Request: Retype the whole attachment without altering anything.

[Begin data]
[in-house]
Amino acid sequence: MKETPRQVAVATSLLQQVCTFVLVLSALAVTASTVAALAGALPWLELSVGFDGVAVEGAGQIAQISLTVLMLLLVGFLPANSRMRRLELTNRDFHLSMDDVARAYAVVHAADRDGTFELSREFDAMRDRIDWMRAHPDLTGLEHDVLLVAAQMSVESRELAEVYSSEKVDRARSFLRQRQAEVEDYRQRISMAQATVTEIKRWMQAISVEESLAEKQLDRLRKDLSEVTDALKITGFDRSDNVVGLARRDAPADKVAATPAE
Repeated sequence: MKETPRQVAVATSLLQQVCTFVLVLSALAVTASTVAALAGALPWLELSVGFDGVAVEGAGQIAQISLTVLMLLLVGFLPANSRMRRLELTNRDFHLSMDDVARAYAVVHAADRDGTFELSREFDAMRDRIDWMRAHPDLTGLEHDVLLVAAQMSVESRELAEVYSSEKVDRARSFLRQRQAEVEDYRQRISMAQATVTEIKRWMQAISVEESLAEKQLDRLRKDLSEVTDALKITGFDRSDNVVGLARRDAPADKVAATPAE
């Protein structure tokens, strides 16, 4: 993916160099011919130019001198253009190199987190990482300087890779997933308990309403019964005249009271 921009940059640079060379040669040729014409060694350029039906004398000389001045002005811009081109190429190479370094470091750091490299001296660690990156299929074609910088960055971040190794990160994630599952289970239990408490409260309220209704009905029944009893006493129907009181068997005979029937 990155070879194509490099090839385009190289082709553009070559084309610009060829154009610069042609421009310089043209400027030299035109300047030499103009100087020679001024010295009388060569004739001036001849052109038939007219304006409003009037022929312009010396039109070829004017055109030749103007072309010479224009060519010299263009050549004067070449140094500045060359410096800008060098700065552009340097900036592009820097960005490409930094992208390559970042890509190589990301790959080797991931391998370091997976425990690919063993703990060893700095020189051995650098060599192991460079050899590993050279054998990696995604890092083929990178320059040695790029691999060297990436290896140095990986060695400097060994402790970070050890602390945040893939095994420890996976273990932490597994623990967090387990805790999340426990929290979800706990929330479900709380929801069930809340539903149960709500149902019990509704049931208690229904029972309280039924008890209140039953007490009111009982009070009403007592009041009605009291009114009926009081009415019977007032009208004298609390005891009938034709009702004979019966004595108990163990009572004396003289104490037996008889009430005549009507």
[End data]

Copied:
[in-house]
Amino acid sequence: MKETPRQVAVATSLLQQVCTFVLVLSALAVTASTVAALAGALPWLELSVGFDGVAVEGAGQIAQISLTVLMLLLVGFLPANSRMRRLELTNRDFHLSMDDVARAYAVVHAADRDGTFELSREFDAMRDRIDWMRAHPDLTGLEHDVLLVAAQMSVESRELAEVYSSEKVDRARSFLRQRQAEVEDYRQRISMAQATVTEIKRWMQAISVEESLAEKQLDRLRKDLSEVTDALKITGFDRSDNVVGLARRDAPADKVAATPAE
Repeated sequence: MKETPRQVAVATSLLQQVCTFVLVLSALAVTASTVAALAGALPWLELSVGFDGVAVEGAGQIAQISLTVLMLLLVGFLPANSRMRRLELTNRDFHLSMDDVARAYAVVHAADRDGTFELSREFDAMRDRIDWMRAHPDLTGLEHDVLLVAAQMSVESRELAEVYSSEKVDRARSFLRQRQAEVEDYRQRISMAQATVTEIKRWMQAISVEESLAEKQLDRLRKDLSEVTDALKITGFDRSDNVVGLARRDAPADKVAATPAE
């Protein structure tokens, strides 16, 4: 993916160099011919130019001198253009190199987190990482300087890779997933308990309403019964005249009271 921009940059640079060379040669040729014409060694350029039906004398000389001045002005811009081109190429190479370094470091750091490299001296660690990156299929074609910088960055971040190794990160994630599952289970239990408490409260309220209704009905029944009893006493129907009181068997005979029937 990155070879194509490099090839385009190289082709553009070559084309610009060829154009610069042609421009310089043209400027030299035109300047030499103009100087020679001024010295009388060569004739001036001849052109038939007219304006409003009037022929312009010396039109070829004017055109030749103007072309010479224009060519010299263009050549004067070449140094500045060359410096800008060098700065552009340097900036592009820097960005490409930094992208390559970042890509190589990301790959080797991931391998370091997976425990690919063993703990060893700095020189051995650098060599192991460079050899590993050279054998990696995604890092083929990178320059040695790029691999060297990436290896140095990986060695400097060994402790970070050890602390945040893939095994420890996976273990932490597994623990967090387990805790999340426990929290979800706990929330479900709380929801069930809340539903149960709500149902019990509704049931208690229904029972309280039924008890209140039953007490009111009982009070009403007592009041009605009291009114009926009081009415019977007032009208004298609390005891009938034709009702004979019966004595108990163990009572004396003289104490037996008889009430005549009507």